The Independent Voice of Southern Methodist University Since 1915

The Daily Campus

The Daily Campus

The Independent Voice of Southern Methodist University Since 1915

The Daily Campus

The Independent Voice of Southern Methodist University Since 1915

The Daily Campus


Mustang Corral helps excite new students

New SMU students loaded onto buses on Aug. 21 in a typical fashion – girls sitting with girls and boys sitting with boys. Then came the point for the Mustang Corral group leaders to step in and seize all awkwardness.

“Speed Dating” on the bus was group leader and SMU senior Meredith Wolff’s favorite icebreaker. “The freshman rotated around and had an opportunity to meet almost every other student, Wolff said.”

Once students arrived at camp grounds in the Texas Hill Country, they were separated into “Round-Up” groups, which consisted of 12-15 students.

Freshman Cameron Purcell, 19, said his favorite icebreaker involved his smaller “Round-Up” group as opposed to icebreakers involving the camp at large.

“The best was when we wrote on a piece of paper one fun fact about ourselves and threw it in a pile in the center. Then we each had to randomly pick from the pile of paper and guess which fact went with which group member. We learned a lot of interesting things about each other that way,” Purcell said.

Another activity involved taking a Strengths Finder assessment and then discussing which strengths out of the 34 were each student’s top five. This activity helped each student better their communication skills with those around them.

Dr. Bertice Berry, an award-winning author and educator, was the key speaker during the retreat. Dr. Berry reached out to many of the students by addressing serious topics with a sense of humor.

What Dr. Berry said really hit freshman Harriet Sokmensuer. The message I took from her speech was that your future is all up to you. “If you get out there and try, destiny will find you,” Sokmensuer said.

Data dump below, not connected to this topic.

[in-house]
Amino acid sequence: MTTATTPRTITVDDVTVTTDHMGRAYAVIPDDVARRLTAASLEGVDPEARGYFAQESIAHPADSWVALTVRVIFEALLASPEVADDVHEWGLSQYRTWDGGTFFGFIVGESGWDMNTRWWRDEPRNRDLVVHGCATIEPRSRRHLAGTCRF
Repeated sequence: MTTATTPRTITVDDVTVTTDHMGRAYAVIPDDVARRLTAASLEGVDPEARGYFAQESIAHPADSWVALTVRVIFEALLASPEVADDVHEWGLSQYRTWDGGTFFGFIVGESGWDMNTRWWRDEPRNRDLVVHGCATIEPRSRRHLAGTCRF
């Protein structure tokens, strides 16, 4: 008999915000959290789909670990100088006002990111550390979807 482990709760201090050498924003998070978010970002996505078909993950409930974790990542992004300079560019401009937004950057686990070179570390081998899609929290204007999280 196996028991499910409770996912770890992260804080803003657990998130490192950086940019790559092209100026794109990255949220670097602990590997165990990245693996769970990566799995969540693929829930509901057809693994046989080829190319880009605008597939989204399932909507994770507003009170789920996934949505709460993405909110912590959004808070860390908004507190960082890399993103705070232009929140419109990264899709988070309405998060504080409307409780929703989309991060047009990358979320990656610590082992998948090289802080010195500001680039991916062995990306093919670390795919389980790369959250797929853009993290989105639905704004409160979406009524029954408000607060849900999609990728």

Character-building activities aside, some students felt that Corral was a good opportunity to make new friends.

“I recently finished the summer prelude and noticed lots of clicks had already formed. Corral was good at breaking up those clicks,” Purcell said.

Corral combined previously formed friendships with new ones, allowing for a greater network of friends.

While it can be intimidating to jump into a completely new social scene, Sokmensuer recommends going about it one-on-one.

“There are girls who travel in huge groups and get to know each other that way, which is fine, but sometimes you can meet someone but just sitting down next to them and starting a conversation,” Sokmensuer said.

Wolff said that another plus to attending Corral is the livelier atmosphere around campus.

“I think that the students will enjoy seeing so many familiar faces on their walks to class and in the dining hall that they recognized and met at Mustang Corral,” she said.

Both Purcell and Sokmensuer said they would recommend Corral to next year’s incoming students.

“I was hesitant at first because I was afraid of it being corny, but everyone does it with you so it’s not so bad,” Purcell said.

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